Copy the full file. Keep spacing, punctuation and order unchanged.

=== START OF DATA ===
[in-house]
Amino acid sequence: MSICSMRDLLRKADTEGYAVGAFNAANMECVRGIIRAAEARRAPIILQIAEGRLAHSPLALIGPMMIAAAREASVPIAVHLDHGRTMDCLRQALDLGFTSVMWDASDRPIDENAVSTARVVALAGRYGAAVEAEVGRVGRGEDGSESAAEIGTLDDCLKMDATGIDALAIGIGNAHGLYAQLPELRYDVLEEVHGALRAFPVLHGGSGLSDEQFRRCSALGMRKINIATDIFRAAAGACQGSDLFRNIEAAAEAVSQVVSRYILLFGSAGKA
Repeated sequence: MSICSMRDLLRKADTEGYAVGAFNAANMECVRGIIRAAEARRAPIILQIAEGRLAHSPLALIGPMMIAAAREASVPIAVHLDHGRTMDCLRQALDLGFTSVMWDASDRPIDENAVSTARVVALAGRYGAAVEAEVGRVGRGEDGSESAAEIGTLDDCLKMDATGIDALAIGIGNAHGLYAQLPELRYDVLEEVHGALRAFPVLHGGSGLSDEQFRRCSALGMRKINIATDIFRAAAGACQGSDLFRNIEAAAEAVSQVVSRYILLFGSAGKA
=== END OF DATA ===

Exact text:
[in-house]
Amino acid sequence: MSICSMRDLLRKADTEGYAVGAFNAANMECVRGIIRAAEARRAPIILQIAEGRLAHSPLALIGPMMIAAAREASVPIAVHLDHGRTMDCLRQALDLGFTSVMWDASDRPIDENAVSTARVVALAGRYGAAVEAEVGRVGRGEDGSESAAEIGTLDDCLKMDATGIDALAIGIGNAHGLYAQLPELRYDVLEEVHGALRAFPVLHGGSGLSDEQFRRCSALGMRKINIATDIFRAAAGACQGSDLFRNIEAAAEAVSQVVSRYILLFGSAGKA
Repeated sequence: MSICSMRDLLRKADTEGYAVGAFNAANMECVRGIIRAAEARRAPIILQIAEGRLAHSPLALIGPMMIAAAREASVPIAVHLDHGRTMDCLRQALDLGFTSVMWDASDRPIDENAVSTARVVALAGRYGAAVEAEVGRVGRGEDGSESAAEIGTLDDCLKMDATGIDALAIGIGNAHGLYAQLPELRYDVLEEVHGALRAFPVLHGGSGLSDEQFRRCSALGMRKINIATDIFRAAAGACQGSDLFRNIEAAAEAVSQVVSRYILLFGSAGKA